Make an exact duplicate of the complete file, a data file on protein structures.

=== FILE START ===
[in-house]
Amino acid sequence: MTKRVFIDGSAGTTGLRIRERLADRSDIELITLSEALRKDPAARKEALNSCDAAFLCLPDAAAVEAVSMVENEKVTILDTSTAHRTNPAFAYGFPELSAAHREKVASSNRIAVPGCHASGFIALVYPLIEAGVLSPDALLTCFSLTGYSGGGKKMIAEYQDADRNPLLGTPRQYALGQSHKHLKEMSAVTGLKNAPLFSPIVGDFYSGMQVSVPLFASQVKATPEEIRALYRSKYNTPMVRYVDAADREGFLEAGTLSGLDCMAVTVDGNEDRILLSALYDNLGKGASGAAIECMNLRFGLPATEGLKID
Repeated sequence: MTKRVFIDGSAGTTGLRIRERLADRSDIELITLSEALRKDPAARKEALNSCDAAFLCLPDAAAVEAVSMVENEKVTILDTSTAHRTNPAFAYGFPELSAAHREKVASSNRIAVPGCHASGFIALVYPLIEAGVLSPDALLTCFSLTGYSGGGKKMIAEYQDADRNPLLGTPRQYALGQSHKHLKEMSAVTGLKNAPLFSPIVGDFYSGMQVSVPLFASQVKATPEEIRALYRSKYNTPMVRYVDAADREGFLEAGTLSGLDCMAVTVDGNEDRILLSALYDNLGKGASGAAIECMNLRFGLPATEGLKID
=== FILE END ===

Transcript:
[in-house]
Amino acid sequence: MTKRVFIDGSAGTTGLRIRERLADRSDIELITLSEALRKDPAARKEALNSCDAAFLCLPDAAAVEAVSMVENEKVTILDTSTAHRTNPAFAYGFPELSAAHREKVASSNRIAVPGCHASGFIALVYPLIEAGVLSPDALLTCFSLTGYSGGGKKMIAEYQDADRNPLLGTPRQYALGQSHKHLKEMSAVTGLKNAPLFSPIVGDFYSGMQVSVPLFASQVKATPEEIRALYRSKYNTPMVRYVDAADREGFLEAGTLSGLDCMAVTVDGNEDRILLSALYDNLGKGASGAAIECMNLRFGLPATEGLKID
Repeated sequence: MTKRVFIDGSAGTTGLRIRERLADRSDIELITLSEALRKDPAARKEALNSCDAAFLCLPDAAAVEAVSMVENEKVTILDTSTAHRTNPAFAYGFPELSAAHREKVASSNRIAVPGCHASGFIALVYPLIEAGVLSPDALLTCFSLTGYSGGGKKMIAEYQDADRNPLLGTPRQYALGQSHKHLKEMSAVTGLKNAPLFSPIVGDFYSGMQVSVPLFASQVKATPEEIRALYRSKYNTPMVRYVDAADREGFLEAGTLSGLDCMAVTVDGNEDRILLSALYDNLGKGASGAAIECMNLRFGLPATEGLKID